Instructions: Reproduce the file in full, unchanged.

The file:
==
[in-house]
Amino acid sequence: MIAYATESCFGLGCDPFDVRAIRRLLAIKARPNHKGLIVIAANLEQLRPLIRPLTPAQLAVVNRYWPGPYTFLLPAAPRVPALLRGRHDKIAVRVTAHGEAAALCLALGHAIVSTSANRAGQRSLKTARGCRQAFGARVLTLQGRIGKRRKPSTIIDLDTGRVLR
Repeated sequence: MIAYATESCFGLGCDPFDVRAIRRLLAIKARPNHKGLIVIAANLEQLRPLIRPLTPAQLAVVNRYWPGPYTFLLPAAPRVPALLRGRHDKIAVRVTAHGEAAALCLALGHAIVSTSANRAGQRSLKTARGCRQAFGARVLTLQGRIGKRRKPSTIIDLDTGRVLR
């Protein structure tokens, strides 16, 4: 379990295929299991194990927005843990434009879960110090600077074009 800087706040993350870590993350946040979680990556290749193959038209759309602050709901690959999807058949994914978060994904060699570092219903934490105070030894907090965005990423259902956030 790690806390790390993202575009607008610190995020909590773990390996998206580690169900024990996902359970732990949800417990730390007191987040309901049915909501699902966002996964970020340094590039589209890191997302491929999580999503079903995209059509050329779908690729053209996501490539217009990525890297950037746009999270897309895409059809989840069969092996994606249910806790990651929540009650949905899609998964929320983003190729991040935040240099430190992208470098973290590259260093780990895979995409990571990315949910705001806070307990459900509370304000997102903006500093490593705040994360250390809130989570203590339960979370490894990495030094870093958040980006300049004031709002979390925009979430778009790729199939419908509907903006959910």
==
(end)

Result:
[in-house]
Amino acid sequence: MIAYATESCFGLGCDPFDVRAIRRLLAIKARPNHKGLIVIAANLEQLRPLIRPLTPAQLAVVNRYWPGPYTFLLPAAPRVPALLRGRHDKIAVRVTAHGEAAALCLALGHAIVSTSANRAGQRSLKTARGCRQAFGARVLTLQGRIGKRRKPSTIIDLDTGRVLR
Repeated sequence: MIAYATESCFGLGCDPFDVRAIRRLLAIKARPNHKGLIVIAANLEQLRPLIRPLTPAQLAVVNRYWPGPYTFLLPAAPRVPALLRGRHDKIAVRVTAHGEAAALCLALGHAIVSTSANRAGQRSLKTARGCRQAFGARVLTLQGRIGKRRKPSTIIDLDTGRVLR
């Protein structure tokens, strides 16, 4: 379990295929299991194990927005843990434009879960110090600077074009 800087706040993350870590993350946040979680990556290749193959038209759309602050709901690959999807058949994914978060994904060699570092219903934490105070030894907090965005990423259902956030 790690806390790390993202575009607008610190995020909590773990390996998206580690169900024990996902359970732990949800417990730390007191987040309901049915909501699902966002996964970020340094590039589209890191997302491929999580999503079903995209059509050329779908690729053209996501490539217009990525890297950037746009999270897309895409059809989840069969092996994606249910806790990651929540009650949905899609998964929320983003190729991040935040240099430190992208470098973290590259260093780990895979995409990571990315949910705001806070307990459900509370304000997102903006500093490593705040994360250390809130989570203590339960979370490894990495030094870093958040980006300049004031709002979390925009979430778009790729199939419908509907903006959910």